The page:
If you owe a public agency payments due to having received and accepted any over-payment of a public benefit, i.e., AFDC, Food Stamps, tax refund, veteran’s benefits, etc., filing bankruptcy will NOT interrupt your obligation to pay these back payments.

Affect on Married Couples

If you are married and have accumulated a substantial amount of debt during your marriage, you may want to consider filing a joint petition for bankruptcy since the Trustee may go after the community property interest of the non-filing partner, anyway.  The non-filing spouse’s share is typically not at risk, but be aware that if the trustee determines that a given property may be sold for the benefit of unsecured creditors, then the trustee will offer the non-filing spouse first opportunity to “buy” the filing spouse’s interest and, if the non-filing spouse chooses not, or cannot, do so, then the trustee may take the property, sell it, and give the non-filing spouse his or her share of the funds.  This is rare, however.
If, however, you’re newly married, and/or haven’t accumulated much joint debt, you may want to file separately in order to face a burdensome inquiry by the trustee as to which property and debts are separate and which are not.
California is a community property state and under California law a spouse’s separate property may possibly be used to pay the debts of the defaulting spouse, even though the non-debtor spouse was not married to the debtor at the time the debt was incurred.

Will All of Your Debts Be Discharged?

Absent proof of extreme personal hardship (and we do mean extreme), certain debts cannot be discharged under federal law. These debts typically include the following:
1. Student loans that became due fewer than seven years ago. Note, however, that any periods of deferment will be “tolled”; that is, the 7-year period will be extended for such periods of deferment.  Moreover, any credit card debts incurred to pay student loans are not likely to be discharged.  Under the previous rules, a debtor could wipe out student loans that were not federally insured.  The new rules, however, provide that NO student loans, federally insured or not, are dichargeable without a showing of extreme hardship.
2. Back child and/or spousal support, and debts which the Family Law Court has deemed to be in the nature of support, i.e., payments for a child’s health insurance, school tuition, etc.
3. Court-ordered restitution which the debtor owes either to the court or to a crime victim;
4. Income taxes that are not older than three (3) years;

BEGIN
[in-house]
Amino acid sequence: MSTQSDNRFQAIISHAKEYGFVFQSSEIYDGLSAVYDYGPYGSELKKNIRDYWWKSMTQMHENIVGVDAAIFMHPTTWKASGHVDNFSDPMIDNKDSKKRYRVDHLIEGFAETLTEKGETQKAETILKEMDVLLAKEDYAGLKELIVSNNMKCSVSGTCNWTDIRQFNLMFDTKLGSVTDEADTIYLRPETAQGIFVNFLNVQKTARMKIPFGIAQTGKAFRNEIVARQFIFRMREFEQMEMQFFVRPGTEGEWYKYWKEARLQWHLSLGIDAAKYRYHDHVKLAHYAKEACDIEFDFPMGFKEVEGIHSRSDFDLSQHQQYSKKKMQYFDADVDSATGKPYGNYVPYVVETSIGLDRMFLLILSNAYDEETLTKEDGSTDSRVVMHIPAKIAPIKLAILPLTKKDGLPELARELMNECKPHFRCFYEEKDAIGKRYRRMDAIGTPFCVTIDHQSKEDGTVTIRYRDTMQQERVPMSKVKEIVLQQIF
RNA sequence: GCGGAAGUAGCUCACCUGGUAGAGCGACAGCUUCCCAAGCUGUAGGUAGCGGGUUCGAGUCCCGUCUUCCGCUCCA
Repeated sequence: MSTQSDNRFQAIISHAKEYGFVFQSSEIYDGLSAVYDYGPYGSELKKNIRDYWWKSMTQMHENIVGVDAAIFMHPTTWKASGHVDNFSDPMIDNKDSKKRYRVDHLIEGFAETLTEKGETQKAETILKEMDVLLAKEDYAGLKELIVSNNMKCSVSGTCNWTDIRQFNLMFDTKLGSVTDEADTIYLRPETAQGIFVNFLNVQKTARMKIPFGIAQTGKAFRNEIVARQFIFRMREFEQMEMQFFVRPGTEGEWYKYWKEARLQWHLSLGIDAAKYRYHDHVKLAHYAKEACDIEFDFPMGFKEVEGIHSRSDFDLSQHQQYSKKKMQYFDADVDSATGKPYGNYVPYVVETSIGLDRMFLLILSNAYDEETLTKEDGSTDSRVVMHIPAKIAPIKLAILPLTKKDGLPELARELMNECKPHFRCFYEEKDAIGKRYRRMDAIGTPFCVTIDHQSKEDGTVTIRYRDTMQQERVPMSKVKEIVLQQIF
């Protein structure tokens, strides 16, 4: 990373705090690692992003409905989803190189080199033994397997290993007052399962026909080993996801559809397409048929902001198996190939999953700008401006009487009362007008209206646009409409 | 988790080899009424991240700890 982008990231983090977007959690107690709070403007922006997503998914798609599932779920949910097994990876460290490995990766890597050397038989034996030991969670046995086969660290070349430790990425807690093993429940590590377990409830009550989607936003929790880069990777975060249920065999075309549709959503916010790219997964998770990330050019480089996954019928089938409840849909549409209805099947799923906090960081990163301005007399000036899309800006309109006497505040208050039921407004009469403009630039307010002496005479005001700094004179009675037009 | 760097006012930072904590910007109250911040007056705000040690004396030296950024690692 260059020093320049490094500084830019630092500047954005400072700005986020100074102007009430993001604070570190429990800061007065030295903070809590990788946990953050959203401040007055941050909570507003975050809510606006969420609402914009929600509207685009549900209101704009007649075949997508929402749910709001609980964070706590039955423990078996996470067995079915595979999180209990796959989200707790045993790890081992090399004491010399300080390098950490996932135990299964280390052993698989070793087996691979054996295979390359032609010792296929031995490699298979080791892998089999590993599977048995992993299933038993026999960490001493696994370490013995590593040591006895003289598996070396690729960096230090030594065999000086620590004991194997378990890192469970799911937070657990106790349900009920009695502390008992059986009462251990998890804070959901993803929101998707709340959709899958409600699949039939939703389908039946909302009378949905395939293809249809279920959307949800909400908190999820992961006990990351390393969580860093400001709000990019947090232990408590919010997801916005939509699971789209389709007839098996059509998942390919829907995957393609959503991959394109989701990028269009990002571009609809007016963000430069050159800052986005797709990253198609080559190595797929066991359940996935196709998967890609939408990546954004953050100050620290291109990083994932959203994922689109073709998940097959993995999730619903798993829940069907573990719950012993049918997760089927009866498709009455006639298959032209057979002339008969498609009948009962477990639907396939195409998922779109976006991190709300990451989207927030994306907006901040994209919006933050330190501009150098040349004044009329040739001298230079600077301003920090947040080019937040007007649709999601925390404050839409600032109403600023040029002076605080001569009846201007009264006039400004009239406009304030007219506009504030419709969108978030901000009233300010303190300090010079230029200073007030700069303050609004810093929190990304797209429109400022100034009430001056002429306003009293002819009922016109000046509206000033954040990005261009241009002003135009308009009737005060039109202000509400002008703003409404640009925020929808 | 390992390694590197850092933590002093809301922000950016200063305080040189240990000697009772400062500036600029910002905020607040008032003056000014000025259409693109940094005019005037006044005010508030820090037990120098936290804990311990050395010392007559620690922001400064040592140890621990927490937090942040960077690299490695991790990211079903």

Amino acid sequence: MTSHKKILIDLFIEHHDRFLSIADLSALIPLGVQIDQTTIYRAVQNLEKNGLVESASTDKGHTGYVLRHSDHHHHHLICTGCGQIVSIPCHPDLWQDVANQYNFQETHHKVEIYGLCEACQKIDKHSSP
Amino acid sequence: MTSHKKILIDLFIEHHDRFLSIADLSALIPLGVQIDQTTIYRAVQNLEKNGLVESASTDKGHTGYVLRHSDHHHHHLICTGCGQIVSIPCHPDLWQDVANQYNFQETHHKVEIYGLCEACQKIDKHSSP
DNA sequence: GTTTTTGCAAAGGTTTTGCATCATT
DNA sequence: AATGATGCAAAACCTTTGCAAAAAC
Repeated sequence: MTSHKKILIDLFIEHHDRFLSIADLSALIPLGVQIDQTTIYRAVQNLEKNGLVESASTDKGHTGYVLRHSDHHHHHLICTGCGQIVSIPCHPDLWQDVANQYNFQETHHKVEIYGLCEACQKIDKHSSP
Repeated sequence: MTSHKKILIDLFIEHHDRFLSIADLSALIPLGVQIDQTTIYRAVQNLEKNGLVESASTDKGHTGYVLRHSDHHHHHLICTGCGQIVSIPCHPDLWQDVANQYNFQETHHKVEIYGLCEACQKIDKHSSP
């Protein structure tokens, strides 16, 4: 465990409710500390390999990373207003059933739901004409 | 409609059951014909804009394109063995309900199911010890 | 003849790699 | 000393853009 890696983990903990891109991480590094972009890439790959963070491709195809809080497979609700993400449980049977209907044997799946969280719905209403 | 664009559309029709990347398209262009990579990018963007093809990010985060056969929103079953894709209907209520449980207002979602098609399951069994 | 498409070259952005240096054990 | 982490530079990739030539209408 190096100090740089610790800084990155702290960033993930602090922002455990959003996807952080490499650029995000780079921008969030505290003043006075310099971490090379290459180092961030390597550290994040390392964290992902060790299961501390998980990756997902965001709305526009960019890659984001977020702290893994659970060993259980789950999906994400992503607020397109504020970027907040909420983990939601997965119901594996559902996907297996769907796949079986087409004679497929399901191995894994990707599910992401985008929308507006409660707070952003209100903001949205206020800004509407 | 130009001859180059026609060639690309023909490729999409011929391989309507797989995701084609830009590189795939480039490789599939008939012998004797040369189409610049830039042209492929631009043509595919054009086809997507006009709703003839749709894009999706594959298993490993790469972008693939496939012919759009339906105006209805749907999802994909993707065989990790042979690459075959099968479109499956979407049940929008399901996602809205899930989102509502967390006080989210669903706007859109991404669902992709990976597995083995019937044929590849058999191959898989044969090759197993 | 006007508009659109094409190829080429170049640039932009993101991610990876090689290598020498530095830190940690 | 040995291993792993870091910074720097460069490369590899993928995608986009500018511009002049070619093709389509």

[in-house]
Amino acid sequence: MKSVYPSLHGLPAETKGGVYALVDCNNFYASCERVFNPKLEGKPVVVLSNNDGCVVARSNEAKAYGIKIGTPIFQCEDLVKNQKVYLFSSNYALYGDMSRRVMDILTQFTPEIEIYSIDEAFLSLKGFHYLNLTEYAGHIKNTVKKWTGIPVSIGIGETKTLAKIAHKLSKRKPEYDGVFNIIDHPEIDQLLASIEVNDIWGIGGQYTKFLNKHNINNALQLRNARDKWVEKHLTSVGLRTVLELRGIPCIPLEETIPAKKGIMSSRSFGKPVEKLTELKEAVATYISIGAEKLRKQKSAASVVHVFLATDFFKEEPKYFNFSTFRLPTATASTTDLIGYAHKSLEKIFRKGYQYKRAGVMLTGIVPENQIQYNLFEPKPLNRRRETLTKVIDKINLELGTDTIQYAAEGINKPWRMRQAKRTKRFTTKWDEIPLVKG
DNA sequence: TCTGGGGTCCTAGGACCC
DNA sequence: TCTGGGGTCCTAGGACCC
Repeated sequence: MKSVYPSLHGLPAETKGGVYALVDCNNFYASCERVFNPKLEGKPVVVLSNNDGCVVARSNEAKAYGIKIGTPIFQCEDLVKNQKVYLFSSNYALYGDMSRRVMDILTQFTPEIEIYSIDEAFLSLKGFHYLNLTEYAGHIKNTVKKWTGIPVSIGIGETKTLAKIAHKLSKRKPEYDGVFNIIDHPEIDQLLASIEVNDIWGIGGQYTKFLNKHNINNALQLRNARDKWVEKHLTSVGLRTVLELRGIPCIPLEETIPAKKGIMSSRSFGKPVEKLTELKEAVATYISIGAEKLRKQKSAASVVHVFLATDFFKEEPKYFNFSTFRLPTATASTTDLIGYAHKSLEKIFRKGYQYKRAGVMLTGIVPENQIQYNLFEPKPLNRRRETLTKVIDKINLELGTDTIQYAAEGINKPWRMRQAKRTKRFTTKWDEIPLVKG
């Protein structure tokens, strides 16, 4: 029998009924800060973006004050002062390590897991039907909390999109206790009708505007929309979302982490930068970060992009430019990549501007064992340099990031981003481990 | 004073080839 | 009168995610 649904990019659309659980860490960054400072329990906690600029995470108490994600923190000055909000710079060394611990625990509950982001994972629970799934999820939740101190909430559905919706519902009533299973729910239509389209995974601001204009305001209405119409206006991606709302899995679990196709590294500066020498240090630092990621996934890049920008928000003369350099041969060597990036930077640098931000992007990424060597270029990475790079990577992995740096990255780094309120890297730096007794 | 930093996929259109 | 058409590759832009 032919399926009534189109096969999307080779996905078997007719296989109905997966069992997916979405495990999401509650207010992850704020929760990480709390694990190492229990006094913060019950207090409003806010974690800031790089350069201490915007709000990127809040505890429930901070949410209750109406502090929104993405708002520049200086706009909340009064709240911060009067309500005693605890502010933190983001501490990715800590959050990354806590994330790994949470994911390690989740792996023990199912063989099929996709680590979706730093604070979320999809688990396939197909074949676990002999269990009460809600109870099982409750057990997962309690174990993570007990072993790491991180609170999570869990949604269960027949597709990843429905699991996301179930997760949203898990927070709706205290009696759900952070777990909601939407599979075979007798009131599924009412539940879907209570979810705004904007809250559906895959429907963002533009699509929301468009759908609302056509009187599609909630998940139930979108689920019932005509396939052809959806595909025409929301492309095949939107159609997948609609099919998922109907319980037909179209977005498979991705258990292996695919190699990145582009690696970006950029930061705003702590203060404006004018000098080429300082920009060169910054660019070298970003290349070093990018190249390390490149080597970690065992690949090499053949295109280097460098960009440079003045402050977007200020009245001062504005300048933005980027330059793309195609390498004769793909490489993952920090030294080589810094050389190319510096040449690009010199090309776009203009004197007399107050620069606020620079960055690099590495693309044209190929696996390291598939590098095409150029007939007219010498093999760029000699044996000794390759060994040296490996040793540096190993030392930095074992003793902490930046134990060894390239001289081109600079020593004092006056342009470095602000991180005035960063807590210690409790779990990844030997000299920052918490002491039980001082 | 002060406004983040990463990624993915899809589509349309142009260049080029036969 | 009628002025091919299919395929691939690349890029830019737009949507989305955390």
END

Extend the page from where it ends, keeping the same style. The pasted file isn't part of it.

5. Condominium or other homeowner dues or fees incurred AFTER the date of filing of bankruptcy (all HOA dues, assessments and fees that were incurred before filing may be discharged (wiped out).
6. Court judgments for injuries or death to someone if the debtor was convicted or plead guilty or nolo contendere (no contest) to drunk driving or driving under the influence of alcohol or drugs.
7. Court judgments that have been “perfected”; that is, where an Abstract of Judgment has been filed in a county recorder’s office.  There are exceptions, however: a lien may be “avoided” to the extent that it encroaches into an exempt asset’s equity.  The attorney can explain this further.

The Bankruptcy Court may also refuse to discharge certain other debts arising out of the debtor’s “bad conduct”, such as:
1. Debts incurred as a result of the debtor’s fraudulent conduct, e.g., lying to obtain credit, intentionally writing a bad check;
2. Debts arising from an intentional or malicious torts such as injuries arising from driving under the influence of alcohol and/or drugs, battery, assault, intentional infliction of emotional distress, trespass to property, libel or slander;
3. Debts arising from certain crimes, such as theft or embezzlement;
4. Debts arising from a marital settlement agreement or divorce judgment, e.g., credit card debts which the court has ordered a spouse to pay, or payments to a spouse to offset distribution of marital property.

Generally, you cannot discharge such debts as these unless you can show the court that it is essential to do so in order to provide yourself with basic support, i.e., shelter, food, transportation, medical treatment, etc., and convincing the court is rare.

Can You Sell Any Property Before You File?

Whether you should sell some of your property before filing for bankruptcy depends, for the most part, on your motivation for doing so. For example, if you’re thinking about selling a recreational boat for an unreasonably low amount ( $100.00) when the real market value is $1,000, but the “buyer” agrees that you can use it whenever you want, then the Trustee will rightfully see this transaction as an intent to defraud creditors and will probably void the sale, take back and sell the property, and distribute the proceeds to creditors.
If, however, you sell property that is not exempt, e.g., that same boat, and want to use the proceeds to buy exempt property such as a transportation car to get to work, the Trustee is likely to find that such a transaction is a valid effort to get back on your feet and meet future obligations.

What Debts Should I Pay Off Before Filing?

While you don’t want to pay off any debts that can be wiped out in bankruptcy because you’ll likely need that money to get a fresh start, you may want to do so if you need to continue your relationship with that creditor.